Farmers worry about the environment, but a Prius can’t pull an air seeder

A timely rain or an early frost can be the difference between staying afloat or handing the farm over to the bank after a foreclosure.

By Todd MacKay from the Canadian Taxpayers Federation and Robin Speer of the Western Canadian Wheat Growers Association

The climate matters to farmers – a timely rain or an early frost can be the difference between staying afloat or handing the farm over to the bank after a foreclosure. But farmers are worried that carbon taxes will threaten their way of life without protecting the environment.

Farmers are worried about the cost. A John Deere S690 combine has a fuel tank that holds 1,155 litres. British Columbia is charging a carbon tax of 7.7 cents per litre of diesel. That means farmers would pay $89 in carbon taxes per fill during harvest, and it requires many tanks of fuel to take off millions of tonnes of grain every year. Urban Canadians can buy hybrids to minimize the direct costs of a carbon tax, but a farmer can’t pull an air seeder with a Prius.

Even worse, Canadian farmers have to compete in a global market. It’s not likely farmers in the United States will face a carbon tax and farmers in Australia certainly won’t – a carbon tax was already tried Down Under and it’s been discarded. Farmers from Fargo and Wagga Wagga would be happy to take market share from farmers in Battleford and Wetaskiwin who would become less competitive due to a carbon tax, but how would that help the environment?

“Ah, but there’s an easy fix,” say carbon-tax advocates. “We’ll just exempt farmers.”

British Columbia exempted agriculture from its carbon-tax regime, so there’s a precedent, but even with exemptions, farmers’ livelihoods would remain at risk. If farmers are exempted, someone else will have to bear a disproportionate burden to meet emission reduction targets. The Manitoba government estimates that agriculture accounts for 30 per cent of that province’s greenhouse gas emissions. Exempting agriculture would force others to reduce more emissions and that affects farmers.

Consider nitrogen fertilizer. Modern agriculture depends on fertilizer, but it’s energy-intensive to produce. Canadian fertilizer producers work hard to minimize emissions, but a carbon tax would force them to raise prices. That would force Canadian farmers to make a difficult decision: Pay a higher price for Canadian fertilizers or buy it from other countries? And again, how would it help the environment to put Canadian fertilizer plants out of business while plants in other countries expand?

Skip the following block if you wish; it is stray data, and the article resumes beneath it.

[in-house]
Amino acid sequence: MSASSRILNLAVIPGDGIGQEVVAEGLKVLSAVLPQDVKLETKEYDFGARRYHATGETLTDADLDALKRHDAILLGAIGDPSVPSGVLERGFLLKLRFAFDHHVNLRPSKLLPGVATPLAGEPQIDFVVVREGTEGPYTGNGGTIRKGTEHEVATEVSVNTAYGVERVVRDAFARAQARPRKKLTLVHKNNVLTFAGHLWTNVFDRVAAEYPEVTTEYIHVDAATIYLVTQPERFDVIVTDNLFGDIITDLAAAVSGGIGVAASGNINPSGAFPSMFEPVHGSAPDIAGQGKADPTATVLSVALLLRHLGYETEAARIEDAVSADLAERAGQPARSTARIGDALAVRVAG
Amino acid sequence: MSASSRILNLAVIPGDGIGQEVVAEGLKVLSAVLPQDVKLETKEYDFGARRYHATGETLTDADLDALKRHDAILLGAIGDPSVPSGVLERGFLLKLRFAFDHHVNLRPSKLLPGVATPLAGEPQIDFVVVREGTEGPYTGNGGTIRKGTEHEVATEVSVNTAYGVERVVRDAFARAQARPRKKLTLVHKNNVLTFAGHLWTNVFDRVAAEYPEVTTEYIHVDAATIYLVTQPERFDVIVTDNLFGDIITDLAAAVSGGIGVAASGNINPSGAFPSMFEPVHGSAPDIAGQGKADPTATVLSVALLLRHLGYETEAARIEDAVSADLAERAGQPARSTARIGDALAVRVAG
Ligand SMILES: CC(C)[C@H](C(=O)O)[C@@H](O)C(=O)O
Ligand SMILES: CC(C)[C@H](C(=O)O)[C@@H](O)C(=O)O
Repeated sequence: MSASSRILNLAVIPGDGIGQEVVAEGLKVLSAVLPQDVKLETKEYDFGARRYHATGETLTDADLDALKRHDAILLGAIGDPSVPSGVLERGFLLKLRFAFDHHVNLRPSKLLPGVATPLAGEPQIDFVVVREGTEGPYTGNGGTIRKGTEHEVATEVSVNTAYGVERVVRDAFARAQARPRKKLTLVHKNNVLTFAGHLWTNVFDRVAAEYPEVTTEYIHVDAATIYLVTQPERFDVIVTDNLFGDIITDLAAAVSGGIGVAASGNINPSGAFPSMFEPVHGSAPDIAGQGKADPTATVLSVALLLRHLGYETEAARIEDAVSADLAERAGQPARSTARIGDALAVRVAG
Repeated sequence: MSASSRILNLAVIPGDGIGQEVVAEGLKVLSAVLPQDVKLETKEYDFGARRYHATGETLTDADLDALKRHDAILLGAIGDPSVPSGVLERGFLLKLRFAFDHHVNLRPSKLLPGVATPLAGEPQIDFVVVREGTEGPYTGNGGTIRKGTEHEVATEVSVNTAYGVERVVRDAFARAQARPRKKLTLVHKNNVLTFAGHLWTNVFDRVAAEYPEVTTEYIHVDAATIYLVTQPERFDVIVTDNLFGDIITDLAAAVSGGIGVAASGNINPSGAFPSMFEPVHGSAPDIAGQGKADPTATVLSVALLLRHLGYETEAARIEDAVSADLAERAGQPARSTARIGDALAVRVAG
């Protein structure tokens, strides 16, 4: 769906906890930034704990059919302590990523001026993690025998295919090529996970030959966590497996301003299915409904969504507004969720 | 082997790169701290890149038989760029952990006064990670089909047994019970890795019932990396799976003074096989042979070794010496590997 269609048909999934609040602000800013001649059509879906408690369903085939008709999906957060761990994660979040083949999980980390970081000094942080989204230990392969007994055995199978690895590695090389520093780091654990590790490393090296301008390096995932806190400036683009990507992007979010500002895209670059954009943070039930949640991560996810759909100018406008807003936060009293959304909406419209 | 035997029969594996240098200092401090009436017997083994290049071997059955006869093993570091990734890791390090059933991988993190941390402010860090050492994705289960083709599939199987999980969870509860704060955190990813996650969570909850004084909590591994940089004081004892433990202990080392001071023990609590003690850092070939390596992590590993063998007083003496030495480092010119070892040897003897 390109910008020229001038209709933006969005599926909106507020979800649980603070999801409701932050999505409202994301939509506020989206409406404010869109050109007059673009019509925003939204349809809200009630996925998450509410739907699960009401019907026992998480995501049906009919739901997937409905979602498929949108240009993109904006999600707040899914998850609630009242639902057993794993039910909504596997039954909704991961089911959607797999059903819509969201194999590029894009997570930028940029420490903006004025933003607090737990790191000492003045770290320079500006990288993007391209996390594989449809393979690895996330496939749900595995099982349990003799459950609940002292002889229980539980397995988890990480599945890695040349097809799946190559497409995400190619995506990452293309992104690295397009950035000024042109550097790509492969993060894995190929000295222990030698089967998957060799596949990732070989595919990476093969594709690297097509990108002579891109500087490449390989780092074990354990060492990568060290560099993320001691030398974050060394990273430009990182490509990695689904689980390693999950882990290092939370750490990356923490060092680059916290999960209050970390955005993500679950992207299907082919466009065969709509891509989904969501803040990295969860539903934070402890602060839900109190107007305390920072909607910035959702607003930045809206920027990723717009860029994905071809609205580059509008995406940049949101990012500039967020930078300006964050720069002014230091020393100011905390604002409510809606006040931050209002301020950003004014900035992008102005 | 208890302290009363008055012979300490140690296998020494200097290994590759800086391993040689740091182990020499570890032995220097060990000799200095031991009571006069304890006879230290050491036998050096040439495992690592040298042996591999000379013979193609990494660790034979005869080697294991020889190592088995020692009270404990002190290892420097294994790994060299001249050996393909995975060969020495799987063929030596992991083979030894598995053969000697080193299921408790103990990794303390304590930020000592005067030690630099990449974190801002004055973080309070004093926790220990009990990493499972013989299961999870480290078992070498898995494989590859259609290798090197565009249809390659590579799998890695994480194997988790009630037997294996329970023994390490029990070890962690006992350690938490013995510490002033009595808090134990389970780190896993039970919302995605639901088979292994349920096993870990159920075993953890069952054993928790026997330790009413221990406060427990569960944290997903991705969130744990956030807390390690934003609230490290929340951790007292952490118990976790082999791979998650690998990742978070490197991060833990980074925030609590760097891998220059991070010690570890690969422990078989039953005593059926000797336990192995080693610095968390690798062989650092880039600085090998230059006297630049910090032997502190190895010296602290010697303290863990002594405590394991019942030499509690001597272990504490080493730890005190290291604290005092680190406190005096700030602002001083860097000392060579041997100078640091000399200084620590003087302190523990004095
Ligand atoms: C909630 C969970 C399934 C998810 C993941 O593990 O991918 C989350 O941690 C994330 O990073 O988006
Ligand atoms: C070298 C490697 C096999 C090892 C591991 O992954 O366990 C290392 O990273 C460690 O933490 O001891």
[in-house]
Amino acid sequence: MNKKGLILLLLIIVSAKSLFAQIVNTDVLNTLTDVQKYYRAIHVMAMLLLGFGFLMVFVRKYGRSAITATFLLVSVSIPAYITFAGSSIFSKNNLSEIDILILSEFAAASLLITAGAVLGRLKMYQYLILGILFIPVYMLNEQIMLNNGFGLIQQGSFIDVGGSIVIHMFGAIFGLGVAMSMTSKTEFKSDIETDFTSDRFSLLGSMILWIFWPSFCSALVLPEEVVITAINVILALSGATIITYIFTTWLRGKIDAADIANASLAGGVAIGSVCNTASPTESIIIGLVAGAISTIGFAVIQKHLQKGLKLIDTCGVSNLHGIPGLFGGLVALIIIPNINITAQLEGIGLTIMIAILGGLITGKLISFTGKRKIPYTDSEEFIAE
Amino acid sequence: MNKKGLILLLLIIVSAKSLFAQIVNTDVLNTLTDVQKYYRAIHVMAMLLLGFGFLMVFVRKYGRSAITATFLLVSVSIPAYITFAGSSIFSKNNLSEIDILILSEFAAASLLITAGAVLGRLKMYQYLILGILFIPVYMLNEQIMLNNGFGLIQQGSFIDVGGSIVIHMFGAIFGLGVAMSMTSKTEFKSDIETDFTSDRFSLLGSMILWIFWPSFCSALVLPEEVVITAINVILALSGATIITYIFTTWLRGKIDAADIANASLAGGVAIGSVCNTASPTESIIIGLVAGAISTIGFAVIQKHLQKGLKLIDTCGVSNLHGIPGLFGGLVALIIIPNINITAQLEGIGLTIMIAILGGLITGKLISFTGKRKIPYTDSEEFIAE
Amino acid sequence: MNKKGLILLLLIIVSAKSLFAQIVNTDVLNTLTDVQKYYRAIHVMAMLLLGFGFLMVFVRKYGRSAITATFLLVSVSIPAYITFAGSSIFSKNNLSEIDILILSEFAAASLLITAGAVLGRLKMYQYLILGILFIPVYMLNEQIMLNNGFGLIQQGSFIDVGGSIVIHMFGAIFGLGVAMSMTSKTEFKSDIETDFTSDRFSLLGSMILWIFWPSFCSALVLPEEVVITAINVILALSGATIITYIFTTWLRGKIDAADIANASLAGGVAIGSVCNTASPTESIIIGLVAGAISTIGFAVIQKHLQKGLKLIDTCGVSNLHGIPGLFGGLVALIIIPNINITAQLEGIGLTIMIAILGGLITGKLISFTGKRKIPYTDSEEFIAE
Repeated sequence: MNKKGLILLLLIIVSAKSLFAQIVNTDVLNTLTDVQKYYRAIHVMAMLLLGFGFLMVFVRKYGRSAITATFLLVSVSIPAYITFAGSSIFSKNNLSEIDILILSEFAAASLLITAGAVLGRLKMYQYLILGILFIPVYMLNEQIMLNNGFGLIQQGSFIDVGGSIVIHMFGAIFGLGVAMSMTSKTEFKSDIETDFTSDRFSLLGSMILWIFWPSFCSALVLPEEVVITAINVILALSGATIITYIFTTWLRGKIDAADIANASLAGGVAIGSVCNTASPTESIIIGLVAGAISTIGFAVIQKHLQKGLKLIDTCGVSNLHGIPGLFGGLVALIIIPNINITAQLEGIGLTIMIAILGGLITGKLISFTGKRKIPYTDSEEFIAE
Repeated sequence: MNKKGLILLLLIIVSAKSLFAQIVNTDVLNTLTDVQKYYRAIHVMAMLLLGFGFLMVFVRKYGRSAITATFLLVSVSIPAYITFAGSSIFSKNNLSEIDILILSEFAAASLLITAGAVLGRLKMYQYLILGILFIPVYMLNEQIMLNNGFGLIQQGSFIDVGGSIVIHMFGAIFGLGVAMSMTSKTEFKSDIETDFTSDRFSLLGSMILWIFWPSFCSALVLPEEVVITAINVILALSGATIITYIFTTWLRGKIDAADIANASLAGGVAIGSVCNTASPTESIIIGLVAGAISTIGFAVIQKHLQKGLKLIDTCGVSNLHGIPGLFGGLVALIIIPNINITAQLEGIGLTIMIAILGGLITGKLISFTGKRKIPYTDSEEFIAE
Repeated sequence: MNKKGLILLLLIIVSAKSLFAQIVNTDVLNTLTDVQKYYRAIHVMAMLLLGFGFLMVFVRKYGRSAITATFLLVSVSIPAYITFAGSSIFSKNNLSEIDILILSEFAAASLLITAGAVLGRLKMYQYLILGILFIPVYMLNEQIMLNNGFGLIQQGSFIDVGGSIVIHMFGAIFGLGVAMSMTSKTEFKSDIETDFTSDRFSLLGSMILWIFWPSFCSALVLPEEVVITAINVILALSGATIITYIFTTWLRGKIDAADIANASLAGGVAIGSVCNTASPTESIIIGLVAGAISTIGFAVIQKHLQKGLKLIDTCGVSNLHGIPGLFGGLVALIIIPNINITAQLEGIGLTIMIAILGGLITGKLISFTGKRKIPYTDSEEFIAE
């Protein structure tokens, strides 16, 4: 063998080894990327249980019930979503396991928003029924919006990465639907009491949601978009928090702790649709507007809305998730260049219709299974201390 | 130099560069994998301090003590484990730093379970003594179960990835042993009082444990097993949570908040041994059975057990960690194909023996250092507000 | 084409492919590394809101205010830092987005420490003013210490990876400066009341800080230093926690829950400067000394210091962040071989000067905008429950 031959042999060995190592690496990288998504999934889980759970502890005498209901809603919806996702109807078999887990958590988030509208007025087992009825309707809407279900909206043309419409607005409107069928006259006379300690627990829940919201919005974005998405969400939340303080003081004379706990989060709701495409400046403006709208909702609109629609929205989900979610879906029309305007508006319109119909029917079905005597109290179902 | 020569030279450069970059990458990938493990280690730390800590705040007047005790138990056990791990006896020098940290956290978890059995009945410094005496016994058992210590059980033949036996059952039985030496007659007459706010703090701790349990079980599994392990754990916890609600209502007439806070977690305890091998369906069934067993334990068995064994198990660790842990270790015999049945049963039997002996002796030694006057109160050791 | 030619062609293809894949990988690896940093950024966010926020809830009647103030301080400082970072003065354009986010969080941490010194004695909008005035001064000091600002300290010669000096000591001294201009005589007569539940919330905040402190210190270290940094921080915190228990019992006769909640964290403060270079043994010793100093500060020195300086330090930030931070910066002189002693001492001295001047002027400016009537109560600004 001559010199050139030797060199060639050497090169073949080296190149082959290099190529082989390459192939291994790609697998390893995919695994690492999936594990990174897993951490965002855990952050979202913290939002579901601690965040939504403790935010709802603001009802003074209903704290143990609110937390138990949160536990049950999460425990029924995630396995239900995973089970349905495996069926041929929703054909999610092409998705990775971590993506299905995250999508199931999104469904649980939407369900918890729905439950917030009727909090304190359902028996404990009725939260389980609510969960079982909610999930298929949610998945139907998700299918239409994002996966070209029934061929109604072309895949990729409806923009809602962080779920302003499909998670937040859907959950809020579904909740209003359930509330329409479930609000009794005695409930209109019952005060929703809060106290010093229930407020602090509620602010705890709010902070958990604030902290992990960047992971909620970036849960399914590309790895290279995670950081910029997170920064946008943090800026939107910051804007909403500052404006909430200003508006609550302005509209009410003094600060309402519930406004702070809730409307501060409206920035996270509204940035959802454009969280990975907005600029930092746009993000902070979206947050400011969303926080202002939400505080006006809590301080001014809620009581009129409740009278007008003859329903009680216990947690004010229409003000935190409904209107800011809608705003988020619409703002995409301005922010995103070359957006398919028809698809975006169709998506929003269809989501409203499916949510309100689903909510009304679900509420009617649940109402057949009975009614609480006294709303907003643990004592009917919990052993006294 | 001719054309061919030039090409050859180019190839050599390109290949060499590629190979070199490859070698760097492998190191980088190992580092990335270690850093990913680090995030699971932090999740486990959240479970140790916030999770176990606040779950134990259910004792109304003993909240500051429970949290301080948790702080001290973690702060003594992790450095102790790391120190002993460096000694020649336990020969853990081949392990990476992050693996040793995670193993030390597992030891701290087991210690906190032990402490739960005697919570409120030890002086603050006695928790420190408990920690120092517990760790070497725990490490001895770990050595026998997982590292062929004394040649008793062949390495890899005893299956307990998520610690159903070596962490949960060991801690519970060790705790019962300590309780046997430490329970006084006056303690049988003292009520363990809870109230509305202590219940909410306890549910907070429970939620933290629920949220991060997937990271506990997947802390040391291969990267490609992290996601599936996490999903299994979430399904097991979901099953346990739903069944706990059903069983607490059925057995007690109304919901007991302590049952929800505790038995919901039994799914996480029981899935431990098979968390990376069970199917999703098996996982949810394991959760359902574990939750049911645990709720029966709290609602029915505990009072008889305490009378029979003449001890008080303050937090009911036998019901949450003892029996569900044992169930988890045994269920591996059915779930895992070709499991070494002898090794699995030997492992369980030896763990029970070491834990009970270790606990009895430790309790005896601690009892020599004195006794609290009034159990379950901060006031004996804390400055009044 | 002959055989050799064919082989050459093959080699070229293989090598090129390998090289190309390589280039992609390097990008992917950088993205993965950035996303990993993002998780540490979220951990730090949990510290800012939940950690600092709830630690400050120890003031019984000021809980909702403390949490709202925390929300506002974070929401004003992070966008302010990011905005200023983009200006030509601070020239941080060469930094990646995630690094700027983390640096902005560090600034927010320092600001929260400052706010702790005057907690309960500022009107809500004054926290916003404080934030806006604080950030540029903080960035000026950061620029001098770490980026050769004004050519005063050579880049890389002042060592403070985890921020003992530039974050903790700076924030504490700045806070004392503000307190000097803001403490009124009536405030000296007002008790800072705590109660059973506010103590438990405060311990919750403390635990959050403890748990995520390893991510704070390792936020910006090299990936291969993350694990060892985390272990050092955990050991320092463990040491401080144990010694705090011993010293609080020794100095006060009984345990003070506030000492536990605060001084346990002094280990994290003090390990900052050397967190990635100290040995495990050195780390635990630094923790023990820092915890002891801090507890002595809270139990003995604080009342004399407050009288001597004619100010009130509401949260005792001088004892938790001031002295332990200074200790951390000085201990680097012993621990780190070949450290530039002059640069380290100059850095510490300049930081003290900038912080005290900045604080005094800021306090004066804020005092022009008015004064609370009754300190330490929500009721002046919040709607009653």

The questions farmers are asking about carbon taxes go beyond the bills. They have a more practical concern. Will a carbon tax actually work? B.C. implemented its carbon tax in 2008. “Since 2010, B.C.’s GHG emissions have increased every year,” said Marc Lee, an economist at the Canadian Centre for Policy Alternatives. “As of 2013, they are up 4.3 per cent above 2010 levels.”

What’s Mr. Lee’s solution?

“Let’s cut the crap about B.C.’s carbon tax,” said Mr. Lee. “To be truly effective, carbon taxes will need to be much higher than B.C.’s current rates.”

So paying 7.7 cents in tax per litre of diesel isn’t enough reduce emissions? Canada accounts for 1.6 per cent of global emissions. How high would Canada’s carbon tax have to be to have a practical impact, especially if other countries aren’t imposing carbon taxes on their people?

Canadian farmers are the best in the world at adapting to a tough climate and they’re already producing more food while using less land, water and fuel per bushel. Canadian farmers have come a long way from sod huts and threshing machines, and they’ll meet new challenges with new crop varieties, new fertilizers and new production practices.

But Canadian farmers are worried a carbon tax will undercut their ability to compete with farmers around the world without actually protecting the environment.